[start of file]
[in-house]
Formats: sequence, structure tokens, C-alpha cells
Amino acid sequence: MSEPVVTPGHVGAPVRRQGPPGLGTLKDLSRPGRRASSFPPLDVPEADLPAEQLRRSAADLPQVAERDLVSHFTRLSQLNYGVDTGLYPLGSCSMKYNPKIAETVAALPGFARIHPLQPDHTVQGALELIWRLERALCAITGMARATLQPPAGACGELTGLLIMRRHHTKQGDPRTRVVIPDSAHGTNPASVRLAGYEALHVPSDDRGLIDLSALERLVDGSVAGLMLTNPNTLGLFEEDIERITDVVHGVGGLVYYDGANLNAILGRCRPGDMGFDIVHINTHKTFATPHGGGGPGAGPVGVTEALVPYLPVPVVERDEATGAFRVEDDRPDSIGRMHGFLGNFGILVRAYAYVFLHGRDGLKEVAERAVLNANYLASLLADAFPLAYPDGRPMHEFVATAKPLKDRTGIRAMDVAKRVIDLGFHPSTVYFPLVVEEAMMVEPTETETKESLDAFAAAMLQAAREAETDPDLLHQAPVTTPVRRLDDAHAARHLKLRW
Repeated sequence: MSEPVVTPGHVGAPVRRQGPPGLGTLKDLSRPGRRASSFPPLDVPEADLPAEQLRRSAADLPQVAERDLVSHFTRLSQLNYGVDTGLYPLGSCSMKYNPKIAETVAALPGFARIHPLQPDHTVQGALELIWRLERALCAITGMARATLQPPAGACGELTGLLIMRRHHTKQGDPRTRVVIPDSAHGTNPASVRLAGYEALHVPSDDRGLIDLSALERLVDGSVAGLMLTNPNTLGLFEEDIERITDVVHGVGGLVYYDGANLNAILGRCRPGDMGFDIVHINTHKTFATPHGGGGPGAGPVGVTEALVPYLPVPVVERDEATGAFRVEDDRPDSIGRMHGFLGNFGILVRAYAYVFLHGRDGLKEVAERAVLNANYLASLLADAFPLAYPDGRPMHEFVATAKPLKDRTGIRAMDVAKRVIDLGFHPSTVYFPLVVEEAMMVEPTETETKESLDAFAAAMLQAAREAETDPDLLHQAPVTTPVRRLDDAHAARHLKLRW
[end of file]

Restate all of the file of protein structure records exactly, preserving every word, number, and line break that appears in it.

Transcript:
[in-house]
Formats: sequence, structure tokens, C-alpha cells
Amino acid sequence: MSEPVVTPGHVGAPVRRQGPPGLGTLKDLSRPGRRASSFPPLDVPEADLPAEQLRRSAADLPQVAERDLVSHFTRLSQLNYGVDTGLYPLGSCSMKYNPKIAETVAALPGFARIHPLQPDHTVQGALELIWRLERALCAITGMARATLQPPAGACGELTGLLIMRRHHTKQGDPRTRVVIPDSAHGTNPASVRLAGYEALHVPSDDRGLIDLSALERLVDGSVAGLMLTNPNTLGLFEEDIERITDVVHGVGGLVYYDGANLNAILGRCRPGDMGFDIVHINTHKTFATPHGGGGPGAGPVGVTEALVPYLPVPVVERDEATGAFRVEDDRPDSIGRMHGFLGNFGILVRAYAYVFLHGRDGLKEVAERAVLNANYLASLLADAFPLAYPDGRPMHEFVATAKPLKDRTGIRAMDVAKRVIDLGFHPSTVYFPLVVEEAMMVEPTETETKESLDAFAAAMLQAAREAETDPDLLHQAPVTTPVRRLDDAHAARHLKLRW
Repeated sequence: MSEPVVTPGHVGAPVRRQGPPGLGTLKDLSRPGRRASSFPPLDVPEADLPAEQLRRSAADLPQVAERDLVSHFTRLSQLNYGVDTGLYPLGSCSMKYNPKIAETVAALPGFARIHPLQPDHTVQGALELIWRLERALCAITGMARATLQPPAGACGELTGLLIMRRHHTKQGDPRTRVVIPDSAHGTNPASVRLAGYEALHVPSDDRGLIDLSALERLVDGSVAGLMLTNPNTLGLFEEDIERITDVVHGVGGLVYYDGANLNAILGRCRPGDMGFDIVHINTHKTFATPHGGGGPGAGPVGVTEALVPYLPVPVVERDEATGAFRVEDDRPDSIGRMHGFLGNFGILVRAYAYVFLHGRDGLKEVAERAVLNANYLASLLADAFPLAYPDGRPMHEFVATAKPLKDRTGIRAMDVAKRVIDLGFHPSTVYFPLVVEEAMMVEPTETETKESLDAFAAAMLQAAREAETDPDLLHQAPVTTPVRRLDDAHAARHLKLRW